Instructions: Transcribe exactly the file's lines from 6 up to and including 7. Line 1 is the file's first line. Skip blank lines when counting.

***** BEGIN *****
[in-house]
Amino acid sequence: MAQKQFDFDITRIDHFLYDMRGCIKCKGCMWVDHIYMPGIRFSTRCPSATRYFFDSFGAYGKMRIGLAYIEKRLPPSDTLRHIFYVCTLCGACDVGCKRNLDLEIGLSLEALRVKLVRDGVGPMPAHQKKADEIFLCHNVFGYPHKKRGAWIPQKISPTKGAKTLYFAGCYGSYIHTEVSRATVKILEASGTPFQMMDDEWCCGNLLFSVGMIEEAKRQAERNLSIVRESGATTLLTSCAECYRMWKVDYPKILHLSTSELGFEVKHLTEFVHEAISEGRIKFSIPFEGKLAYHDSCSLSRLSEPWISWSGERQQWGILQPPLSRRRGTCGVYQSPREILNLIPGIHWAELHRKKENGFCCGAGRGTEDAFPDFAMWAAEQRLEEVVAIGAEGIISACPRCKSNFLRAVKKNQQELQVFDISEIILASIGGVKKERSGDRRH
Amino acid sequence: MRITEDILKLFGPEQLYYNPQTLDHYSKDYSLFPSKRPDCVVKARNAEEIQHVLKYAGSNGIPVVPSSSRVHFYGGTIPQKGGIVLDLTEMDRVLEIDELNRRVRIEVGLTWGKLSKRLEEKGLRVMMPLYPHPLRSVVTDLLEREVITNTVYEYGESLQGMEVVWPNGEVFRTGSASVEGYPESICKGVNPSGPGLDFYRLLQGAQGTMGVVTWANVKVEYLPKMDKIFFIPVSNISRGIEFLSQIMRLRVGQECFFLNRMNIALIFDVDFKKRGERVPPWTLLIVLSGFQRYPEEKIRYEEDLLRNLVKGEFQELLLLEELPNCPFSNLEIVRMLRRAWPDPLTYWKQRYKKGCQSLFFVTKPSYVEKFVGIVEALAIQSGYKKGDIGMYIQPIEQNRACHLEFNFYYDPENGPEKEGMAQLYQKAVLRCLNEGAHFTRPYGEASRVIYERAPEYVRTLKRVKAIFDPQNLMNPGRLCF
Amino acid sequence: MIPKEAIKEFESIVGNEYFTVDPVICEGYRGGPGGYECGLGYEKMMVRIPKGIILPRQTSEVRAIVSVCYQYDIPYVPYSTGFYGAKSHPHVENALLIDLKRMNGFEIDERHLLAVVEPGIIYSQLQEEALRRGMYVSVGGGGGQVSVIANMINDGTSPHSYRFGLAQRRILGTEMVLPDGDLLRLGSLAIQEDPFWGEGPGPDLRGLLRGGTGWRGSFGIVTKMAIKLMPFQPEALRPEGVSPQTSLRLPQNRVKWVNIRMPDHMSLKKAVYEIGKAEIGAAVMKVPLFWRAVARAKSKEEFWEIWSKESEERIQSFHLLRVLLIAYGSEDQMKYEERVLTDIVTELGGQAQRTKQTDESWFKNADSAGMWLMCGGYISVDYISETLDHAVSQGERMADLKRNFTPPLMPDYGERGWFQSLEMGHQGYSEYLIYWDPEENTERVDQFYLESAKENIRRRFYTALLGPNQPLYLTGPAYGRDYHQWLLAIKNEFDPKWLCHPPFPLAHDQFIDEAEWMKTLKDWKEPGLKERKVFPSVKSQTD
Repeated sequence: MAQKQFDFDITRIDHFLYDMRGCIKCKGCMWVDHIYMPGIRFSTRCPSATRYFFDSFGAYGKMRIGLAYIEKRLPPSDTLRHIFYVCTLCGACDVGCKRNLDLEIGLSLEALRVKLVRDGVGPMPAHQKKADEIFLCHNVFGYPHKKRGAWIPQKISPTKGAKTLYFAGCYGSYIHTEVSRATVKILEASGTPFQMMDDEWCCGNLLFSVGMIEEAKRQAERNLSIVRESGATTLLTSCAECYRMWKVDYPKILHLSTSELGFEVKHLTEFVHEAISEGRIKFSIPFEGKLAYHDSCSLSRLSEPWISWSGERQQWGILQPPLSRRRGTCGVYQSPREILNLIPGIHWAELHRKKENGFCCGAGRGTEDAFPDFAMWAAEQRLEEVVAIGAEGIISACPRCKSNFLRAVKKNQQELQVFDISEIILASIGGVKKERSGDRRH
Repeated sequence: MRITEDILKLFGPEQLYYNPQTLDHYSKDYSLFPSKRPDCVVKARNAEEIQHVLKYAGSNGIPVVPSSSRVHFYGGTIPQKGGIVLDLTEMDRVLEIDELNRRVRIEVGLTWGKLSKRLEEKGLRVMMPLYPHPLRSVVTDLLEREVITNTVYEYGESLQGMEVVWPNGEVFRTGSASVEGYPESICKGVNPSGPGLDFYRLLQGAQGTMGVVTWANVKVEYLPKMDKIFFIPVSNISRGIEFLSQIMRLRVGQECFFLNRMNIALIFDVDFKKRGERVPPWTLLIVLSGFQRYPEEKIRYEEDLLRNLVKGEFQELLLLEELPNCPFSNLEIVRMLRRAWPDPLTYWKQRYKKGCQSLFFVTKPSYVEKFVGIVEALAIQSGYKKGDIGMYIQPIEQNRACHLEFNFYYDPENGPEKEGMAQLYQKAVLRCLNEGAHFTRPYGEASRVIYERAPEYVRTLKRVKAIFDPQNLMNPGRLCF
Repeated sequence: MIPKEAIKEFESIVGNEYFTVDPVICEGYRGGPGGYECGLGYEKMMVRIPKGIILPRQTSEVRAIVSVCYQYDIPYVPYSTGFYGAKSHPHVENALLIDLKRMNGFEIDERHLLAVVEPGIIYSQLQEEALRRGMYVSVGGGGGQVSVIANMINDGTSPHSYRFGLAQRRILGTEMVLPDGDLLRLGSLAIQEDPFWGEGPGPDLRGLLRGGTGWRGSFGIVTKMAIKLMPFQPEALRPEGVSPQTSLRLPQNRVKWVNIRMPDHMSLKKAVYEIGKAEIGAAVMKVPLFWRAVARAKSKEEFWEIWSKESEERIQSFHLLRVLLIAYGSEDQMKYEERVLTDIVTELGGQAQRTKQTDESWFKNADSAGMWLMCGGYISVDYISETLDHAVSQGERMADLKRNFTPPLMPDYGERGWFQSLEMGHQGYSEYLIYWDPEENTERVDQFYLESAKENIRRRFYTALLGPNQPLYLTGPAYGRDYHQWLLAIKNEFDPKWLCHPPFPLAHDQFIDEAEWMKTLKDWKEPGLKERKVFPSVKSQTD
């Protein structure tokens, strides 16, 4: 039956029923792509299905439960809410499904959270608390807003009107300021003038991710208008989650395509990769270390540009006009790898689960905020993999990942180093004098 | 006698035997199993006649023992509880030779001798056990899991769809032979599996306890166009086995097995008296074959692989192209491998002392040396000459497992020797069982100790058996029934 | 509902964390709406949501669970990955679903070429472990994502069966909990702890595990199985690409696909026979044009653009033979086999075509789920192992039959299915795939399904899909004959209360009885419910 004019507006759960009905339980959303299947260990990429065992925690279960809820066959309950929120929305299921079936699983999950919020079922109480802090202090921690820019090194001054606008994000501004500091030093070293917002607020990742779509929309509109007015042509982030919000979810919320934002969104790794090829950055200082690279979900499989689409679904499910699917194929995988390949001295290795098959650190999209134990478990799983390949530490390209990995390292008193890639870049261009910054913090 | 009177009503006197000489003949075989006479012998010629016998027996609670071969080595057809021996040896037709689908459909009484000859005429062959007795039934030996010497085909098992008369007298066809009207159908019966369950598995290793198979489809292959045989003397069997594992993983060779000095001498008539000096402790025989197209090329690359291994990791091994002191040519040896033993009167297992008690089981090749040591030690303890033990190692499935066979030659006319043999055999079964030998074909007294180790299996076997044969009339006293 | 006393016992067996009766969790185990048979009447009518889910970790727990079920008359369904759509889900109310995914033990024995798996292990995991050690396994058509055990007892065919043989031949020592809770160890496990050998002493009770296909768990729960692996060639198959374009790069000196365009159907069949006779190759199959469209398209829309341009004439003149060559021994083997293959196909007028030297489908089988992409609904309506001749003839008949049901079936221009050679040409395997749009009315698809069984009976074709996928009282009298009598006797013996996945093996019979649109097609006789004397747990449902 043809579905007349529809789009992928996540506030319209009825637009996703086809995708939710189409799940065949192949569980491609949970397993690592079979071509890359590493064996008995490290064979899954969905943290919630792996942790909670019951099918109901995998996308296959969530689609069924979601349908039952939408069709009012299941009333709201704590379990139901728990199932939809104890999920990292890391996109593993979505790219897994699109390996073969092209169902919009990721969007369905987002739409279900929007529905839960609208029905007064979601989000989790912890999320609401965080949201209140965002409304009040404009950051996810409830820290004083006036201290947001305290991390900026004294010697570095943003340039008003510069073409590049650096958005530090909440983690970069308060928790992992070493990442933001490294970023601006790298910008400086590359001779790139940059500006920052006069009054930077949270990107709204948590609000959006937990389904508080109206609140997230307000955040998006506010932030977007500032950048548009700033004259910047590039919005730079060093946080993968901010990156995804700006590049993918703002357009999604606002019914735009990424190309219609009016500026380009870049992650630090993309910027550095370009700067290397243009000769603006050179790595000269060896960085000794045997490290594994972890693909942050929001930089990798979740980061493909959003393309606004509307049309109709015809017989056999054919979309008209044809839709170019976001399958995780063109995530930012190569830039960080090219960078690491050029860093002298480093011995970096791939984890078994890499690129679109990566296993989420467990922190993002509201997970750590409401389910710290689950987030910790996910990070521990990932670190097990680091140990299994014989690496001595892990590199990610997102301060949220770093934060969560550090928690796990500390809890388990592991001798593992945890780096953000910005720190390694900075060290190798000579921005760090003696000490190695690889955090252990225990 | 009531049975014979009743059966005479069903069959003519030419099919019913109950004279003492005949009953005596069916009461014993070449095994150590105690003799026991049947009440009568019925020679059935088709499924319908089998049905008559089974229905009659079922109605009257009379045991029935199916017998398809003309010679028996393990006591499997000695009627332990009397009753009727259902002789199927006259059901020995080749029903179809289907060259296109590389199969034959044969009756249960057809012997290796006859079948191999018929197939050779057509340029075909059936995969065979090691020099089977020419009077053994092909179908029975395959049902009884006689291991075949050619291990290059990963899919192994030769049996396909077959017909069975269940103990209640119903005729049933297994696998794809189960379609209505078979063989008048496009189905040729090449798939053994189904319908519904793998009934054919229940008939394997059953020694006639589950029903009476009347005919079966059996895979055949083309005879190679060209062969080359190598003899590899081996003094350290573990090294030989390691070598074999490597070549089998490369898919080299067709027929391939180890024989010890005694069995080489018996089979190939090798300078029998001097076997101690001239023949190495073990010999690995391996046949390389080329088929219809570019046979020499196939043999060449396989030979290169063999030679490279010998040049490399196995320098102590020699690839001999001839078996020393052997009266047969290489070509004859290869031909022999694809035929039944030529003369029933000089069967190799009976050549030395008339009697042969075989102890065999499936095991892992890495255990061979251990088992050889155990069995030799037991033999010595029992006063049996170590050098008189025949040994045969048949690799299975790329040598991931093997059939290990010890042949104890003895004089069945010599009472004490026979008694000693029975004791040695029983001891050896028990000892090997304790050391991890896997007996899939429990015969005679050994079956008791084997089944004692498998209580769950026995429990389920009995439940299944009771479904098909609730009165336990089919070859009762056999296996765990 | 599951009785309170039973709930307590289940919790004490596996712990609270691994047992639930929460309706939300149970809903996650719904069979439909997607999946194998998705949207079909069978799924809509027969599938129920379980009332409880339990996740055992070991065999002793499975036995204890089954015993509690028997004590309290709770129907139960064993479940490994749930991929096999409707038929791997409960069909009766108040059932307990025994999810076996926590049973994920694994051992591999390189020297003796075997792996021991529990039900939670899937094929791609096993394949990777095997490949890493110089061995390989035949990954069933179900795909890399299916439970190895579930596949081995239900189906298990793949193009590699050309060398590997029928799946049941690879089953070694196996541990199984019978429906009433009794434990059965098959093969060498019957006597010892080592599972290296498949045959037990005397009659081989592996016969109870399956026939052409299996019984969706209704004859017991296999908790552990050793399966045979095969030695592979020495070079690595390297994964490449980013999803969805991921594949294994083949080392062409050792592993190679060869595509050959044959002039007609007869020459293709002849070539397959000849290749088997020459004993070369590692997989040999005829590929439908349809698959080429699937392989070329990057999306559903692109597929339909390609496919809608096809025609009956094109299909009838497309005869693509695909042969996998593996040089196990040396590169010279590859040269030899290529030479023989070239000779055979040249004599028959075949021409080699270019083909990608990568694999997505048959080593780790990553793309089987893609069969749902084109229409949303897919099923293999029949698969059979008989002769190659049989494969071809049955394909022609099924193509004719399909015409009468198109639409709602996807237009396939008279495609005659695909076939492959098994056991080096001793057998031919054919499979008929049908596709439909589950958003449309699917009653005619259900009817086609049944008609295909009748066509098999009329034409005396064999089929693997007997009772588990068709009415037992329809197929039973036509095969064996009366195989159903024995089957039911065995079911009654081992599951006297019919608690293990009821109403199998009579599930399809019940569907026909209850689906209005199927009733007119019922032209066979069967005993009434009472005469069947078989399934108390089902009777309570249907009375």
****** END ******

Repeated sequence: MRITEDILKLFGPEQLYYNPQTLDHYSKDYSLFPSKRPDCVVKARNAEEIQHVLKYAGSNGIPVVPSSSRVHFYGGTIPQKGGIVLDLTEMDRVLEIDELNRRVRIEVGLTWGKLSKRLEEKGLRVMMPLYPHPLRSVVTDLLEREVITNTVYEYGESLQGMEVVWPNGEVFRTGSASVEGYPESICKGVNPSGPGLDFYRLLQGAQGTMGVVTWANVKVEYLPKMDKIFFIPVSNISRGIEFLSQIMRLRVGQECFFLNRMNIALIFDVDFKKRGERVPPWTLLIVLSGFQRYPEEKIRYEEDLLRNLVKGEFQELLLLEELPNCPFSNLEIVRMLRRAWPDPLTYWKQRYKKGCQSLFFVTKPSYVEKFVGIVEALAIQSGYKKGDIGMYIQPIEQNRACHLEFNFYYDPENGPEKEGMAQLYQKAVLRCLNEGAHFTRPYGEASRVIYERAPEYVRTLKRVKAIFDPQNLMNPGRLCF
Repeated sequence: MIPKEAIKEFESIVGNEYFTVDPVICEGYRGGPGGYECGLGYEKMMVRIPKGIILPRQTSEVRAIVSVCYQYDIPYVPYSTGFYGAKSHPHVENALLIDLKRMNGFEIDERHLLAVVEPGIIYSQLQEEALRRGMYVSVGGGGGQVSVIANMINDGTSPHSYRFGLAQRRILGTEMVLPDGDLLRLGSLAIQEDPFWGEGPGPDLRGLLRGGTGWRGSFGIVTKMAIKLMPFQPEALRPEGVSPQTSLRLPQNRVKWVNIRMPDHMSLKKAVYEIGKAEIGAAVMKVPLFWRAVARAKSKEEFWEIWSKESEERIQSFHLLRVLLIAYGSEDQMKYEERVLTDIVTELGGQAQRTKQTDESWFKNADSAGMWLMCGGYISVDYISETLDHAVSQGERMADLKRNFTPPLMPDYGERGWFQSLEMGHQGYSEYLIYWDPEENTERVDQFYLESAKENIRRRFYTALLGPNQPLYLTGPAYGRDYHQWLLAIKNEFDPKWLCHPPFPLAHDQFIDEAEWMKTLKDWKEPGLKERKVFPSVKSQTD